Is the job of introductory psychology textbooks to present students with a favourable and neat impression of psychology or to give them a warts and all account of the field? This is a key question raised by a new analysis of the treatment of controversial theories and recognised myths by 24 best-selling US introductory psychology texts.
Writing in Current Psychology, Christopher Ferguson at Stetson University and his colleagues at Texas A&M International University conclude that intro textbooks often have difficulty covering controversial topics with care, and that whether intentionally or not, they are frequently presenting students with a liberal-leaning, over-simplified perspective, as well propagating or failing to challenge myths and urban legends.
While acknowledging the daunting task that confronts textbook authors, Ferguson and his colleagues call on them to aspire to tell the full story. “That may mean telling our students about a psychology that is a little messy, muddled, and doesn’t always have definitive answers,” they write. “But, if that’s the truth, that’s what the psychology students are paying to learn about, not the fantasy we may like to believe is true.”
Ferguson and his team examined textbook coverage of seven areas of research consisting of findings which might be considered particularly appealing or unappealing to textbook authors with liberal leanings, and/or which could be prone to alarmist interpretation. This included research on whether media violence incites aggression; the stereotype threat (the notion that performance differences between groups are exaggerated by the fear of conforming to stereotypes); the narcissism epidemic (the idea that today’s youth are more narcissistic than youth in the past); that smacking/spanking children leads to aggression and other negative outcomes; that there are multiple intelligences; that human behaviour is explained by evolutionary theories related to mate selection and sexual competition (in this case, the authors assumed liberal authors would prefer not to cover this research); and controversy around antidepressant medication.
The researchers looked to see if textbook authors presented the evidence as more definitive than it is in these areas, or only presented one side of the arguments. They found that there was biased treatment of media violence and stereotype threat by half or more of the books, and of multiple intelligences and spanking by a third. A quarter of books failed to deal with controversy around antidepressants. Evolutionary theories were neglected by a fifth of the books and presented in biased fashion by one quarter. “We believe that these errors are consistent with an indoctrination, however intentional, into certain beliefs or hypotheses that may be ‘dear’ to a socio-politically homogenous psychological community,” Ferguson and his colleagues said.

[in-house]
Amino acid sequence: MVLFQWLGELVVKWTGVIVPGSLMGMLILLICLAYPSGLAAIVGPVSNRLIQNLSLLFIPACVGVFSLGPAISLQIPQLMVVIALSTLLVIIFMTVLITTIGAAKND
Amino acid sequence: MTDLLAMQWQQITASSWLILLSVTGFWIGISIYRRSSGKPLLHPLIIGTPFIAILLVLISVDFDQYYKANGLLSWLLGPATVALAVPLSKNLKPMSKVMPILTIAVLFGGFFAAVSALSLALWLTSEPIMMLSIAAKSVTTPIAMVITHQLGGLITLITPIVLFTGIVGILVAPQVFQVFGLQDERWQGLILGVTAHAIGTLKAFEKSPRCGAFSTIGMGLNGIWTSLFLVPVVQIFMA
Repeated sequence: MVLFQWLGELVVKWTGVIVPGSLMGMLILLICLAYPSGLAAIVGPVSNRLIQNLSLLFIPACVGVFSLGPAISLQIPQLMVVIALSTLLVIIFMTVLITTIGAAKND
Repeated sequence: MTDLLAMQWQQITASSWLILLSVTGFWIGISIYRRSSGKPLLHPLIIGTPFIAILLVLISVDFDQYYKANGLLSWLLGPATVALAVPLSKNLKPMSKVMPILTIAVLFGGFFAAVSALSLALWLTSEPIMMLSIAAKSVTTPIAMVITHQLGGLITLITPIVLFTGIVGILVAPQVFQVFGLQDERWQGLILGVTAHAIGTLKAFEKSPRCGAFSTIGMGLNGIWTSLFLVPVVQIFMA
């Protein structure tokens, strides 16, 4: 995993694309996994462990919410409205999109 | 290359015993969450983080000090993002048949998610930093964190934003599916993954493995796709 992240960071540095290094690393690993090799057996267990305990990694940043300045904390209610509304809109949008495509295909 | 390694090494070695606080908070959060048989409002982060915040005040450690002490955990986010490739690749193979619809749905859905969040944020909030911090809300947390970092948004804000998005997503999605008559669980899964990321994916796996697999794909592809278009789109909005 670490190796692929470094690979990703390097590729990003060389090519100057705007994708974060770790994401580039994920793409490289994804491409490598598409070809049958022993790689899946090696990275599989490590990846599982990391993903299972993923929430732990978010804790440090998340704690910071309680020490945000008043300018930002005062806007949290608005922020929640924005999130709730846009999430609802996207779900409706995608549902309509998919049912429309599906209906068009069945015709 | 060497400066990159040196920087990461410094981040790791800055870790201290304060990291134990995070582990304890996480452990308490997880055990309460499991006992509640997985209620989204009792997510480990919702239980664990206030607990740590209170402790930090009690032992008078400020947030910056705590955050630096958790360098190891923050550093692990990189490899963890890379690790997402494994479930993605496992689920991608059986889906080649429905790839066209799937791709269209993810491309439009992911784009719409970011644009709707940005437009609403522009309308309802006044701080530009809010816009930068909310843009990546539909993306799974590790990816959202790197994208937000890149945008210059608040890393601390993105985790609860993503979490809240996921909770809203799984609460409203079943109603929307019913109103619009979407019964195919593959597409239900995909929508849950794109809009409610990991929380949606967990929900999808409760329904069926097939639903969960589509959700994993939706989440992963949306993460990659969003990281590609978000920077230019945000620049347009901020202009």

They also looked at textbook treatment of various psychology myths and urban legends, including the frequently exaggerated story of the murder of Kitty Genovese, which is often cited as a perfect example of the “bystander effect”: our reduced likelihood of intervening to help when in the company of a greater number of other people who could help. Nearly half the books perpetuated the myth that 33 witnesses watched the killing of Genovese without doing anything to help her. Meanwhile, nearly three quarters of the books failed to challenge the popular misconception that we only use ten per cent of our brains, or that listening to Mozart makes us smarter. And 70 per cent of the books gave the French neurologist Paul Broca undue credit for localising speech function in the brain: the researchers say that the theory of the cortical localisation of speech was first put forward by Ernest Auburtin. “It is surprising to see so few textbooks addressing common misconceptions about psychology,” they said.
Ferguson and his co-authors acknowledged that some of the textbooks they examined were excellent, and they admitted that their selection of topics and myths to investigate was far from random: this subjectivity must surely weaken their claims that there is an ideological agenda influencing textbook coverage. It’s worth remembering too that the textbooks they examined were American, so the same biases and oversights may not be present in European and other texts. Also, they looked at editions available in 2012: it’s possible that textbook authors may have updated to a more balanced and considered approach in more recent additions, especially since the replication crisis in psychology has only intensified in recent years.
But despite these caveats, this new analysis is just the latest to suggest that some of our leading introductory texts may be presenting an oversimplified and sometimes error-prone version of psychology to our students. After all, in recent years, we’ve also covered research by Richard Griggs at Florida State University that’s found biased textbook treatment of Milgram’s classic studies on obedience, outdated accounts of the story of Phineas Gage, biased coverage of Asch’s studies of conformity, and of Zimbardo’s Stanford Prison Experiment. Psychology students: if you’re looking for a rounded and accurate introduction to the field , you could consider supplementing your textbook reading with regular visits to our Research Digest blog. Or maybe you do that already.
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